Running time: 103 minutes
Release date: 2 September 2010
check cinema guide for locations and session times
Tomorrow when the War Began, is based on the popular novel by John Marsden, which is one in a series of seven titles and has sold over 2.5 million copies and translated into seven languages. It follows the story of seven teenagers from the Australian country town of Wirrawee, who embark on a camping trip to a secluded and idyllic location. Cut off from the rest of the world they don’t realize anything is amiss until they return back to their community to find all their friends and family are missing. Starting to panic Ellie (Caitlin Stasey), her best friend Corrie (Rachel Hurd-Wood) with her ocker sporty boyfriend Kevin (Lincoln Lewis) undertake some reconaissance and discover that they have been invaded and the local showground has been turned into a prison camp. Thrown together by circumstance they must come face to face with their weaknesses and discover their hidden strengths and unite against a common foe. This group of mismatched teenagers, each encompasses a persona that we can identify and relate to. Take your pick including aloof outsider Lee (Chris Pang) whose parents own a Thai restaurant, the high school princess Fiona (Phoebe Tonkin), the religious moral compass Robyn (Ashleigh Cummings) and the rebellious Homer (Deniz Akdeniz). Fighting for survival they go into hiding and come across their eighth member, apathetic pot smoking Chris (Andrew Ryan). As they try and outwit the enemy each are transformed by the experience with Ellie emerging as the strong female lead. It is rare to see such a character protrayal like this in a mainstream film and Stacey (Neighbours) does an excellent job pulling it off. It is no surprise that she will be off to the states and try her luck there. Robyn’s religious beliefs are also challenged as she is forced to question her morality.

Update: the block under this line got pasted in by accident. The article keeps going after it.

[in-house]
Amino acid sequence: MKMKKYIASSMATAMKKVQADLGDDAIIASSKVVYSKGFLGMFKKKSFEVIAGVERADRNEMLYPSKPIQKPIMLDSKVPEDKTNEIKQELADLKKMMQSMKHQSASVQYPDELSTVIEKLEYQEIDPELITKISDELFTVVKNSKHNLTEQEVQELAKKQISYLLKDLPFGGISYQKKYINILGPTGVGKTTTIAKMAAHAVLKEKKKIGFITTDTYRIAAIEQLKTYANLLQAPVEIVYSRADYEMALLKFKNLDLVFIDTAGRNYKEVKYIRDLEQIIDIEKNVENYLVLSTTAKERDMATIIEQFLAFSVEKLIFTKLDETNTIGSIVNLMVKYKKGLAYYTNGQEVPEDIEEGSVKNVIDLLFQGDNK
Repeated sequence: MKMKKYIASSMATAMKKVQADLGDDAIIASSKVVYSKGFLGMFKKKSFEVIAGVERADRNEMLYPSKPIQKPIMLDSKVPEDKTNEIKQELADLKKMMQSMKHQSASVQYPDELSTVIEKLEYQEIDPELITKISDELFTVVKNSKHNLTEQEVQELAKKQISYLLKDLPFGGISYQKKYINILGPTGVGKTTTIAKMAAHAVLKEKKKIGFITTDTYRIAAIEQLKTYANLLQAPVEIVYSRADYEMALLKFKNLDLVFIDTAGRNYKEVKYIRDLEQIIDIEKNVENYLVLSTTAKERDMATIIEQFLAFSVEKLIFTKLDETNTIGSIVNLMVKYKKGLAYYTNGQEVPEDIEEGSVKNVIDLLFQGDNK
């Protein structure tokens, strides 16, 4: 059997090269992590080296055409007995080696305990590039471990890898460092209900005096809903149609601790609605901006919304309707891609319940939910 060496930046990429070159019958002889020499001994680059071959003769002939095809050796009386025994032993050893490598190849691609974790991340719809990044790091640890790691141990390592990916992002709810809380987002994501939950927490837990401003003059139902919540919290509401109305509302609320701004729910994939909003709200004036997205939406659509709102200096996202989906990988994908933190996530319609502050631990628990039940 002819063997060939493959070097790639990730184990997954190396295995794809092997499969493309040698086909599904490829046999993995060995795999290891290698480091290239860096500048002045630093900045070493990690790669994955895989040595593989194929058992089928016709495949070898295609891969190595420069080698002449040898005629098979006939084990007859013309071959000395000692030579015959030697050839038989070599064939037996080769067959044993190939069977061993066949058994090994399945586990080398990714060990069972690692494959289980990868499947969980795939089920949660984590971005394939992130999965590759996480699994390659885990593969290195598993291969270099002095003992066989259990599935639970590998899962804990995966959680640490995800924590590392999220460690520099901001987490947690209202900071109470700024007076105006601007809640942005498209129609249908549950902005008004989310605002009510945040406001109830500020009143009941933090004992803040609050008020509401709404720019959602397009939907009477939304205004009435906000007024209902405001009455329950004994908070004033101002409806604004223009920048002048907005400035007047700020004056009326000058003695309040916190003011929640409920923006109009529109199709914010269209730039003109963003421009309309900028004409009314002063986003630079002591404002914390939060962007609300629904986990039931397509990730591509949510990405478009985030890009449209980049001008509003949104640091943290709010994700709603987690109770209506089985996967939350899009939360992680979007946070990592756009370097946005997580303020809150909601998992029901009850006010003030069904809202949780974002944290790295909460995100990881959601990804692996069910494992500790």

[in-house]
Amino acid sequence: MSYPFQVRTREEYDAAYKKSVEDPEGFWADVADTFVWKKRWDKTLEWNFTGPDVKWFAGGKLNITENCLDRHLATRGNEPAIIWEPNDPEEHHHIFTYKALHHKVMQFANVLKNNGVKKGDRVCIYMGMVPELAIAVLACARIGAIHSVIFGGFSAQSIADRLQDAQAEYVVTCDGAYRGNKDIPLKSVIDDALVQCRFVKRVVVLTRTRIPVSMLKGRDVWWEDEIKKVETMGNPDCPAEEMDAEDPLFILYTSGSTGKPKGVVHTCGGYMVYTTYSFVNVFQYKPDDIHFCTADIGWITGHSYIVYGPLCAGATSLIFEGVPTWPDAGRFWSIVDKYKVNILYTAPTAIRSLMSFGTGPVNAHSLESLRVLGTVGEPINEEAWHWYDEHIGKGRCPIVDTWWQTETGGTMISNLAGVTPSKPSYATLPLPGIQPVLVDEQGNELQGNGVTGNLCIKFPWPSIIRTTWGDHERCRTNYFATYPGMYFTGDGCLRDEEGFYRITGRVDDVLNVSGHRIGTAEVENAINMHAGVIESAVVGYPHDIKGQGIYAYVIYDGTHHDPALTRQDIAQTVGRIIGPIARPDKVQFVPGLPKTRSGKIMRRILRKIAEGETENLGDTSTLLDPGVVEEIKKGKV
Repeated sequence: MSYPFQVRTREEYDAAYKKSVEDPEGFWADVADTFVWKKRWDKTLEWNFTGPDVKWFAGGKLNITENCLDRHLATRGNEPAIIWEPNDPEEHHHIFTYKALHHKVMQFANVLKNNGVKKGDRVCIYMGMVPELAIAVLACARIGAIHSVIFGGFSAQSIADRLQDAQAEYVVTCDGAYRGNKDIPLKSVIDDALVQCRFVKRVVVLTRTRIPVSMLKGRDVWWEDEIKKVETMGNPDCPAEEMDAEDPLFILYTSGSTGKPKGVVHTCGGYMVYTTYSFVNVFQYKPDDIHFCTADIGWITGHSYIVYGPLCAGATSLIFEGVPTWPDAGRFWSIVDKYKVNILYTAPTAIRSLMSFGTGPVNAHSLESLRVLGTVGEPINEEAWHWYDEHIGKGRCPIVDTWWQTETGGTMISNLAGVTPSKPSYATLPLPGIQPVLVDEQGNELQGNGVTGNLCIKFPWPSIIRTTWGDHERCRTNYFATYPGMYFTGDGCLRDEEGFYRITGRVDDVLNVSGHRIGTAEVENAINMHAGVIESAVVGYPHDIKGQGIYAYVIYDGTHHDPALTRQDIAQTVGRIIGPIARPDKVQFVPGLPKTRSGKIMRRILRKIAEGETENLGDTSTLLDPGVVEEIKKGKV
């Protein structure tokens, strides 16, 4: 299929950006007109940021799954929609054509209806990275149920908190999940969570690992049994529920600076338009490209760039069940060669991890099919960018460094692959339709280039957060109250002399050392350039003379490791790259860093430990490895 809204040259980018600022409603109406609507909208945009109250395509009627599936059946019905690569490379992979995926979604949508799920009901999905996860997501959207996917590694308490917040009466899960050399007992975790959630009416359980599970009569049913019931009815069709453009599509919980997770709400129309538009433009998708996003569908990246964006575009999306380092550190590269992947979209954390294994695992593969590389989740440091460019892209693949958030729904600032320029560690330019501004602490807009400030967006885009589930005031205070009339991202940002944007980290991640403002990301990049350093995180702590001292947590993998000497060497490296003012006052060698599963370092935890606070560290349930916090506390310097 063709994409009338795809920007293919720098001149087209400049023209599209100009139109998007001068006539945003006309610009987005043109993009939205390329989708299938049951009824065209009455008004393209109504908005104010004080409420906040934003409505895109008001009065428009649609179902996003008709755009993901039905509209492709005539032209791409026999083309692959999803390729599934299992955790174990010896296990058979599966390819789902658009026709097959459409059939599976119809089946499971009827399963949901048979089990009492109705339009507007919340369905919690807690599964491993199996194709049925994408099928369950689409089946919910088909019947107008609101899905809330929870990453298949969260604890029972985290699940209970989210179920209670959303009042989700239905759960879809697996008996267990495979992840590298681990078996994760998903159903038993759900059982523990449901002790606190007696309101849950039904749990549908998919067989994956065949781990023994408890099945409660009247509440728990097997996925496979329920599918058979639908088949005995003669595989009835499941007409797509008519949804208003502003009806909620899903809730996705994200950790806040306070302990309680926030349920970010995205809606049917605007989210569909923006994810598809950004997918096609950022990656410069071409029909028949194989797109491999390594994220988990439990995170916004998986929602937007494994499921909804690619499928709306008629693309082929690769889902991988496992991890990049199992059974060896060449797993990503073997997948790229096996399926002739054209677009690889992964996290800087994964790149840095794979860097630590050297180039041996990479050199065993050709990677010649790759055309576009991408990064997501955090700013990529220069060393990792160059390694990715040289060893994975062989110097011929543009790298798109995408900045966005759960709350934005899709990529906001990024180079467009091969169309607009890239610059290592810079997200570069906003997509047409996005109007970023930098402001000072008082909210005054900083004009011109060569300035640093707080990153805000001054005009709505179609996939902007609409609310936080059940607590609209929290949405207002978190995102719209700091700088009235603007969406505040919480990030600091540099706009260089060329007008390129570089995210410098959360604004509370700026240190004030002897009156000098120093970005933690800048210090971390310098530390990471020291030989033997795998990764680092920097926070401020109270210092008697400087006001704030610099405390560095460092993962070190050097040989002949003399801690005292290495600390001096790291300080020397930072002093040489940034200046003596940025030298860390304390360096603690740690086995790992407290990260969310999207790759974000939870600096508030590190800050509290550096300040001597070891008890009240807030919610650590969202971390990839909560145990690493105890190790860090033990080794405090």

This is Australia’s attempt at a big budget hollywood style production, though still small in dollar value by US standards. It pulls it off remarkably well though it still has a touch of that made for TV feel, more so in the intial phases then the quality improves once the full on action scenes commence. It is also good to see an Australian film attempt a different genre but in saying that it will be interesting to see how the Australian audiences reaction to this is at the box office. The popularity of the novel particularly with the target demographic may ensure success and it is a great piece of storytelling with the screenplay by director Stuart Beattie. He has written other blockbuster hits such as Collateral, Pirates of the Carribean series and 3:10 to Yuma but this is his directorial. Filmed in various locations in NSW and Hunter Valley by ciematographer Ben Nott.
Superb characterisations and acting by all the cast, this is a fine piece of storytelling and does keep your attention for the whole film with only occasional lapses into remembering it is an Australian production.